The parties of the Janata Parivar feel that they also need to either goad the Congress and the Left parties to join forces, or fill the vacuum being created by them.

The Janata experiment: From The Hindu archives

 

November 6, 2014

>Janata Parivar meets, merger on the cards

A merger of parties belonging to the “Janata Parivar” appears to be on the cards following a meeting between them at Samajwadi Party supremo Mulayam Singh’s residence.

October 21, 2014

>Janata Parivar losing its touch with Mandal politics

Finishes way behind in Haryana as the BJP outplays it in social engineering

October 2, 2014

>Signs of Janata Parivar taking shape

Though not a Third Front yet, there are signs that the Janata Parivar — and some of its old friends — shaken out of its lethargy by this year’s general election results, is tentatively working towards creating an anti-BJP platform.

August 21, 2010

>JD(S) all set to lure back Janata Parivar members

February 6, 2007

>Gowda blamed for breaking Janata Parivar

President of the Karnataka unit of the Janata Dal (U) B. Somashekar said that Janata Dal (S) president H.D. Deve Gowda, who was primarily responsible for the division of the Janata Parivar has no moral right to talk about uniting the Janata Parivar once again.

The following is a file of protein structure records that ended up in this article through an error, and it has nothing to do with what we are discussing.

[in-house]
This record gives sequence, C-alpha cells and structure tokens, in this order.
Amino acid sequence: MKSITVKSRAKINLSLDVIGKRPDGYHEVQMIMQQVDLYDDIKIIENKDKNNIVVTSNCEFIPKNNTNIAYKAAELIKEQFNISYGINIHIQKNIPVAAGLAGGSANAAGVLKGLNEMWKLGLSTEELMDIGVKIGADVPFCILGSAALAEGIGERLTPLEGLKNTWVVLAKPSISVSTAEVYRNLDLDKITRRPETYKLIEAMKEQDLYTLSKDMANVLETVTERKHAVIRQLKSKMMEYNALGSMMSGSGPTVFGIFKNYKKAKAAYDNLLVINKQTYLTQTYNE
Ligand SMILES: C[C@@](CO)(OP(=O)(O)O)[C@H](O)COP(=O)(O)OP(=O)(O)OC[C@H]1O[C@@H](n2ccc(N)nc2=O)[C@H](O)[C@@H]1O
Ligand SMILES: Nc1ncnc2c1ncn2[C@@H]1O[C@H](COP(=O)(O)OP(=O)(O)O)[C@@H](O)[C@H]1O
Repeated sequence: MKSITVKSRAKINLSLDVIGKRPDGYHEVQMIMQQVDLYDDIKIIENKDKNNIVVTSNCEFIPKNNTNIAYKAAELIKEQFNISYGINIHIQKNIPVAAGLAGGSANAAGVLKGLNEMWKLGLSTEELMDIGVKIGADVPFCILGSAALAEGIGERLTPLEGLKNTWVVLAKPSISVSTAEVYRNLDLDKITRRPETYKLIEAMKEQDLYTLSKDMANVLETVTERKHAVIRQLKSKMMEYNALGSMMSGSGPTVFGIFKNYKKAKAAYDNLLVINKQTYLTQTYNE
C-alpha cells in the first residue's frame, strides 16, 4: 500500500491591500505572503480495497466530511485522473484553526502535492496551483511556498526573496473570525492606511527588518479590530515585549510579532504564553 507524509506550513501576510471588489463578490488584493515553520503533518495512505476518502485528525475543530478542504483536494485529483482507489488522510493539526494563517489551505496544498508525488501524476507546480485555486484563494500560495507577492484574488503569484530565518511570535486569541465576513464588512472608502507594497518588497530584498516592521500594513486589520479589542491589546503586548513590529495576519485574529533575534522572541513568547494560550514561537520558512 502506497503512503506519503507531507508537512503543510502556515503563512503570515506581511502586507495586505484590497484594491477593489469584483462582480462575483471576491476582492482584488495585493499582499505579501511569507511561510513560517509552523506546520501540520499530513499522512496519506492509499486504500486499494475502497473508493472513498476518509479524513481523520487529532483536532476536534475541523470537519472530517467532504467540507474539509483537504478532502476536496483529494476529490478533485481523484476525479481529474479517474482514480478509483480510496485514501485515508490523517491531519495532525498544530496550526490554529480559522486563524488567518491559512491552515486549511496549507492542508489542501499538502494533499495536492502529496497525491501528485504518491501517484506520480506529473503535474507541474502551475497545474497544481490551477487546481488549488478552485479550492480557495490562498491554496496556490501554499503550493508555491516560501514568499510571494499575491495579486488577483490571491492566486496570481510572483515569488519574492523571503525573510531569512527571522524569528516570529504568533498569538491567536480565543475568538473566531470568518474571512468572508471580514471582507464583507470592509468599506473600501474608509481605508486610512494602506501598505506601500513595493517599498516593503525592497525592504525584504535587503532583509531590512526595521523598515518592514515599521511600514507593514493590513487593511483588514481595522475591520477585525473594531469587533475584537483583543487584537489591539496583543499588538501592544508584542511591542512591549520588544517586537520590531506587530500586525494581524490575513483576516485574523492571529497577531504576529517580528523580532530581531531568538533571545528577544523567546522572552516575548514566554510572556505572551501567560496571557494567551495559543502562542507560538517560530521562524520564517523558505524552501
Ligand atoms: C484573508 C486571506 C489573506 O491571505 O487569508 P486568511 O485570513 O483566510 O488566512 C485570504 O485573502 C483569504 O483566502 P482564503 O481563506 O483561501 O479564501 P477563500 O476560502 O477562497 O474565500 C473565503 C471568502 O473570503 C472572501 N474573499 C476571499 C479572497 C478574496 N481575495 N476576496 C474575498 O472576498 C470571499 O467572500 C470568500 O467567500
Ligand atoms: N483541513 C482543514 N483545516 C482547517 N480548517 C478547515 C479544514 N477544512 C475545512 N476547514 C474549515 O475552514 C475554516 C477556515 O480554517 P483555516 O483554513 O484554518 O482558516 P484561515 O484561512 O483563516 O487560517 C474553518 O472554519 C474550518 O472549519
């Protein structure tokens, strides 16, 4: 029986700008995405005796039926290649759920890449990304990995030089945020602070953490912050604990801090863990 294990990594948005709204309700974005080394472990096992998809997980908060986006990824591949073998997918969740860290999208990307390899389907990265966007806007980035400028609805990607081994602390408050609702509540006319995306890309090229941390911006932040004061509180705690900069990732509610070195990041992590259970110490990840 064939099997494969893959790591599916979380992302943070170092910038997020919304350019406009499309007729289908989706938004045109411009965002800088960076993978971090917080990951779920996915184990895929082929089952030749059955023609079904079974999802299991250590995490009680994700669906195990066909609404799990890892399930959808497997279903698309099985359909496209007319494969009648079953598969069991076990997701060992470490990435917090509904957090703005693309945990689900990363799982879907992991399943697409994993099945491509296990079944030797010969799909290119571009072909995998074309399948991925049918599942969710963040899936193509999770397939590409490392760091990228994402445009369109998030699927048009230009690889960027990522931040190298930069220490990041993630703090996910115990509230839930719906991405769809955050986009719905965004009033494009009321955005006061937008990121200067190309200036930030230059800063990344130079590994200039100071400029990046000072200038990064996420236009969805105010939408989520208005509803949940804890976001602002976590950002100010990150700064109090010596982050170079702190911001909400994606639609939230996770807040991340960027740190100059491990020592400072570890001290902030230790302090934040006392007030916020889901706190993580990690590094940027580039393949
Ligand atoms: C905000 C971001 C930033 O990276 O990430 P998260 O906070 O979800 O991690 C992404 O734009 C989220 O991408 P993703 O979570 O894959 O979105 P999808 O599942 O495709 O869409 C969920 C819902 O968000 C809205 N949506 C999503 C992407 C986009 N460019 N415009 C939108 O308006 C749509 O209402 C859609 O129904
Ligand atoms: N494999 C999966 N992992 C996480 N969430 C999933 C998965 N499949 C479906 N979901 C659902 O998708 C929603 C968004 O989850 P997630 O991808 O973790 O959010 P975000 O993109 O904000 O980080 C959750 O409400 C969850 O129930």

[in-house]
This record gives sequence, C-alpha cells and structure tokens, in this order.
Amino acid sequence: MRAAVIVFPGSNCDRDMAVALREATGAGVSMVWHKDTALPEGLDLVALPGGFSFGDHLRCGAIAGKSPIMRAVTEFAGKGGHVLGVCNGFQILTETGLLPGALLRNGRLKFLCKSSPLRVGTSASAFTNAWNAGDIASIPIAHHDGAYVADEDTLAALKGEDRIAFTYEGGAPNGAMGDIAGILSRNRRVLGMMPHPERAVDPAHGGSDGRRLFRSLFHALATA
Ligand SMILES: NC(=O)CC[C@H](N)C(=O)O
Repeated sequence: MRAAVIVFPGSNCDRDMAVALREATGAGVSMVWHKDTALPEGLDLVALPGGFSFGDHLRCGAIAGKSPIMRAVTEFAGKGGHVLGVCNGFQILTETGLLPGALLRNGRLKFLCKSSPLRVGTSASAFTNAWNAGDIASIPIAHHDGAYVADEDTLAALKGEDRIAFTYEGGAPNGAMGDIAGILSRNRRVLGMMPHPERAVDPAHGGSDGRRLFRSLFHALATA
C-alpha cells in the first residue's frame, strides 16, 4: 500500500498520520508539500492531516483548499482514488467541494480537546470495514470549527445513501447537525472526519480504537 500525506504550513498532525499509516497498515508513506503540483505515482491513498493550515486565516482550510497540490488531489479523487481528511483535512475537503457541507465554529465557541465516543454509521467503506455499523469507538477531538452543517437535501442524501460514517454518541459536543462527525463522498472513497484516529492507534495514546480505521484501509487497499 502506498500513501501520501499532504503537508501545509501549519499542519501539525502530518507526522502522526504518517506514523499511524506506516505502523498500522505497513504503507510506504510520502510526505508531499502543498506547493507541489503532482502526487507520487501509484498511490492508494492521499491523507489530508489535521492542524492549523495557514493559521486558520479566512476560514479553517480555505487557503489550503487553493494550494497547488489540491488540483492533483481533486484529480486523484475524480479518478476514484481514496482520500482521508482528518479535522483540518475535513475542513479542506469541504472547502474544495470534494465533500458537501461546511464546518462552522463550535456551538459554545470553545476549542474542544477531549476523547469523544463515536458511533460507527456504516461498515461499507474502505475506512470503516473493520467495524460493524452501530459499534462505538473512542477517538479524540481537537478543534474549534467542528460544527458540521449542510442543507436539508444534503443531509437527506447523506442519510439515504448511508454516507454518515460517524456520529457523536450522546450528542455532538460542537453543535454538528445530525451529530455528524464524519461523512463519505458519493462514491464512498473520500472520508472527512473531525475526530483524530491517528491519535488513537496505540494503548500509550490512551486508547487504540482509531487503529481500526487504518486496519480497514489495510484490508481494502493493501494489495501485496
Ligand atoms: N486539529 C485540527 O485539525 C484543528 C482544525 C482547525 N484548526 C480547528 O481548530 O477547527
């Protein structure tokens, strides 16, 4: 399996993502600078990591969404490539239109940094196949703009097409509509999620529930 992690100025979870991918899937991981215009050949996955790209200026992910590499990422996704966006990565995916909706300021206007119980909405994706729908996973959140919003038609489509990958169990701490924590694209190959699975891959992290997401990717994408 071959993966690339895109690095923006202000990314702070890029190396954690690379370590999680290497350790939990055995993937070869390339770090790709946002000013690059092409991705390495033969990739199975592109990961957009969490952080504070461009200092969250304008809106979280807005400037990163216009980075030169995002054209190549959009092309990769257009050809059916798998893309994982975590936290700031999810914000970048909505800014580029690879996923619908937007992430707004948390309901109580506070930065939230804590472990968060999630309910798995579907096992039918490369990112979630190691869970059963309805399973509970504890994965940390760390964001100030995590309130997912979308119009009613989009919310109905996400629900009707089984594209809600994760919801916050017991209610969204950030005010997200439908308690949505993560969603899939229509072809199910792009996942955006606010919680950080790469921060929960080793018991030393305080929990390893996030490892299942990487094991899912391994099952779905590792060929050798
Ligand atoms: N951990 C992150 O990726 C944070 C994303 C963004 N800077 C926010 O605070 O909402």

January 29, 2007

>JD(S) to work for unification of Janata Parivar: Deve Gowda

“I am willing to shed my ego, if any, and even step down from the presidentship of the party... ”

May 6, 2006

>Sharad Yadav vows to unite Janata Parivar

President of the Janata Dal (United) and former Union Minister Sharad Yadav said that he would make efforts to unite splinter groups of the Janata Dal, including the Janata Dal (Secular) headed by H.D. Deve Gowda.

April 14, 2004

>CPI(M) accuses Congress, BJP of keeping Janata Parivar divided

February 25, 2004

>Janata Parivar will come together: Swamy

Janata Party president, Subramanian Swamy, said that the decision of the All-India Progressive Janata Dal (AIPJD) to contest the elections on the JP symbol was the beginning of the coming together of the Janata Parivar to "revive the spirit of 1977 once again."

July 4, 2003

>JD(S), JD(U) agree to merge ‘unconditionally’

In a significant political development in Hassan, the leaders of the Janata Dal (Secular) and the JD (United) agreed to merge their parties at the Karnataka level.

January 4, 2003

>Pawar optimistic on merger of Janata Dal factions

The President of the Nationalist Congress Party (NCP) and former Maharashtra Chief Minister, Sharad Pawar, has said that the consolidation of a third front was the need of the hour in the light of the poll outcome in Gujarat and the Congress's outlook in the recent elections.

December 1, 2001

>Efforts on to unite Janata ‘parivar’

Efforts to reunite various factions of the Janata Parivar — the Samata Party, the Janata Dal (United) and the Lok Janshakti — aligned with the National Democratic Alliance, have been intensified with an eye on the elections to the Uttar Pradesh Assembly.

January 8, 2001

>Janata parivar: Another split

The Samata Party, yet another splinter group that emerged out of the grand alliance of non-Congress forces — the Janata experiment — has split once again.